Exploring Time

Over the holidays, I spent some time reading a popular book that I got as a Christmas gift: Eat, Pray, Love by Elizabeth Gilbert.  It’s about the author’s experiences of spiritual growth and self-discovery while traveling abroad after a divorce.  She has a talent for describing the events of her life, however upsetting, with enough calm reflection to find humor in her situations and to distill meaningful lessons from them.  I was quite enjoying her lively narrative until, in the middle of a chapter about her control issues and her worries about mortality and the passage of time, I came across this paragraph:

I have a friend from high school who now works with the mentally handicapped, and he says his autistic patients have a particularly heartbreaking awareness of time’s passage, as if they never got the mental filter that allows the rest of us to forget about mortality every once in a while and just live.  One of Rob’s patients always asks him the date at the beginning of every day, and at the end of the day will ask “Rob—when will it be February fourth again?”  And before Rob can answer, the guy shakes his head in sorrow and says, “I know, I know, never mind… not until next year, right?”

Without much comment on the exclusionary phrase “the rest of us,” other than to note that our society has a long and unfortunate history of assuming books to be only for the privileged majority, I’ll freely acknowledge that as a child I had an obsessive fascination with calendars and the passage of time.  I put together detailed schedules for my daily activities, which (at age six) even included listing what imaginary character I’d pretend I was on a particular day.  I created fictional worlds with their own precisely constructed calendars and timelines.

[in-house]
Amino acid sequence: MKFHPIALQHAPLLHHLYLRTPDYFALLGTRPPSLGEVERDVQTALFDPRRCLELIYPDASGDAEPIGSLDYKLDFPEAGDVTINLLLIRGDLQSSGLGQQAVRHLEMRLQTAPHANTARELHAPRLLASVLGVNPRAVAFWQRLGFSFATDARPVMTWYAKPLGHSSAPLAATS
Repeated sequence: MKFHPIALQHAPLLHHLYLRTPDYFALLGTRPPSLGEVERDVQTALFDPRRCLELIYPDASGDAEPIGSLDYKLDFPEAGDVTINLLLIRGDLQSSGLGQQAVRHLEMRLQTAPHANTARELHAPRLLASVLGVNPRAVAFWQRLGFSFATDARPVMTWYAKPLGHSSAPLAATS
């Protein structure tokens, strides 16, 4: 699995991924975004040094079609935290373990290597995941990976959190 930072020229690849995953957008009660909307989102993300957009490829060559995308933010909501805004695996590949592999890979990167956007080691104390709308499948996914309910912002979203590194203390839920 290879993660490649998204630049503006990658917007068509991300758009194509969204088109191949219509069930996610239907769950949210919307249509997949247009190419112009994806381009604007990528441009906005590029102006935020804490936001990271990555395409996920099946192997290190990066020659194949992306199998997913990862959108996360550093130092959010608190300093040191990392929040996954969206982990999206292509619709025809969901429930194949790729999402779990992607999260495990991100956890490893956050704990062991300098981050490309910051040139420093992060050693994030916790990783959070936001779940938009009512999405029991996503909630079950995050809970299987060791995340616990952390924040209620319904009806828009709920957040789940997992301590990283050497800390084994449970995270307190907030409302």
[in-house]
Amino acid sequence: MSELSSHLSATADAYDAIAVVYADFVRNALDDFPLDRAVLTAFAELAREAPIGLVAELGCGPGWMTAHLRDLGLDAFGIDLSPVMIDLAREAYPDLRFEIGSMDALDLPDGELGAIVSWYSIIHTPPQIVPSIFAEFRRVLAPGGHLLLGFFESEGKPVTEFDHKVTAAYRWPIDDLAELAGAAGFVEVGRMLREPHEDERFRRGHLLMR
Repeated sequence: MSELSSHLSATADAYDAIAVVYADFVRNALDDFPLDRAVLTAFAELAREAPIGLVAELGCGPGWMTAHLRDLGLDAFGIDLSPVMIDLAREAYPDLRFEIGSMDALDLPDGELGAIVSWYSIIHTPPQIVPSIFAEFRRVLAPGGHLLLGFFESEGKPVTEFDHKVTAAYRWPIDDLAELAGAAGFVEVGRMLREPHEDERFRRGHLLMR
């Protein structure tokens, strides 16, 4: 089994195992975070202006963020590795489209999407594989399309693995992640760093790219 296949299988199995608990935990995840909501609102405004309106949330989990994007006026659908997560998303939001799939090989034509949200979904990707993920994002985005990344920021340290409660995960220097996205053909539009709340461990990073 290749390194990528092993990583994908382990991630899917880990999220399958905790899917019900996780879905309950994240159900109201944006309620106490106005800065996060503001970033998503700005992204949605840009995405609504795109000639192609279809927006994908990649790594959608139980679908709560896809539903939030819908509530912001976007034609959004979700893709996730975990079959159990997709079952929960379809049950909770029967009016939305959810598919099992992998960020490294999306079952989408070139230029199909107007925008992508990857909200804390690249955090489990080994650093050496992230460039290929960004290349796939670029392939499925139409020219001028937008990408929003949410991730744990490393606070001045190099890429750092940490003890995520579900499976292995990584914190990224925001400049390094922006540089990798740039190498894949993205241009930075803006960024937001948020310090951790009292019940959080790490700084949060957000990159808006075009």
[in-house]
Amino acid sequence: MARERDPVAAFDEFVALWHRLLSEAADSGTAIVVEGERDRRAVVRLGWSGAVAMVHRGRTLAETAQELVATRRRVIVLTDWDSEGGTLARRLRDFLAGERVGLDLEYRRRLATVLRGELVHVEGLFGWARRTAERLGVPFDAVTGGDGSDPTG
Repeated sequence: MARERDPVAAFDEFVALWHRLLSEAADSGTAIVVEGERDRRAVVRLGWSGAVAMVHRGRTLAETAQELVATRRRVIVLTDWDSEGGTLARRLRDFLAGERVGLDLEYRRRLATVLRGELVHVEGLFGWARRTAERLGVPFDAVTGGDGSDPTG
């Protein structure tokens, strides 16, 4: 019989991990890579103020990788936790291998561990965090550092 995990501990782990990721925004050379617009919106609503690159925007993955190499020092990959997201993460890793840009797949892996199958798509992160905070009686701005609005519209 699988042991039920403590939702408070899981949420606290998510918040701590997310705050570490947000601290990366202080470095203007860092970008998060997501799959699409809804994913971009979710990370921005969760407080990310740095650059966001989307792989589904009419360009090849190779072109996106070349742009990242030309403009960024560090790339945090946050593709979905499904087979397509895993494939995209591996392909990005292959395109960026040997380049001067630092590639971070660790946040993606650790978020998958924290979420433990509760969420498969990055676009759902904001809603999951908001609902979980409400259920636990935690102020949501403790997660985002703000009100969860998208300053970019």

But none of this had anything whatsoever to do with a heightened awareness of mortality or fear of the future.  To the contrary, I saw time as a wonderful adventure of exploration and the years ahead as a distant shore full of amazing discoveries to be made.  I wanted to gather the future to me in sparkling droplets of revelation.  If I ever said that a particular date was not coming again for another year, it would have been meant as an expression of impatience that time wasn’t moving quickly enough to suit me.

Although I’m not of course claiming that my experiences represent those of the entire autistic population, I believe it’s fair to describe enthusiasm as the defining quality of autistic obsession.  And when such enthusiasm manifests itself in the context of time and calendars, I’d say it is fully consistent with the autistic style of consciousness that experiences the universe in primary process—that is, as a multitude of vivid and often-contrasting possibilities.  Time is the vehicle in which we travel, or imagine ourselves traveling, to all these potential destinations.  From this perspective, time is not viewed as a simple linear process like the moving sidewalks at an airport, where you just park yourself and your luggage in a particular spot and get carried along at a constant speed while distracting yourself from the tedium by chatting with the other travelers.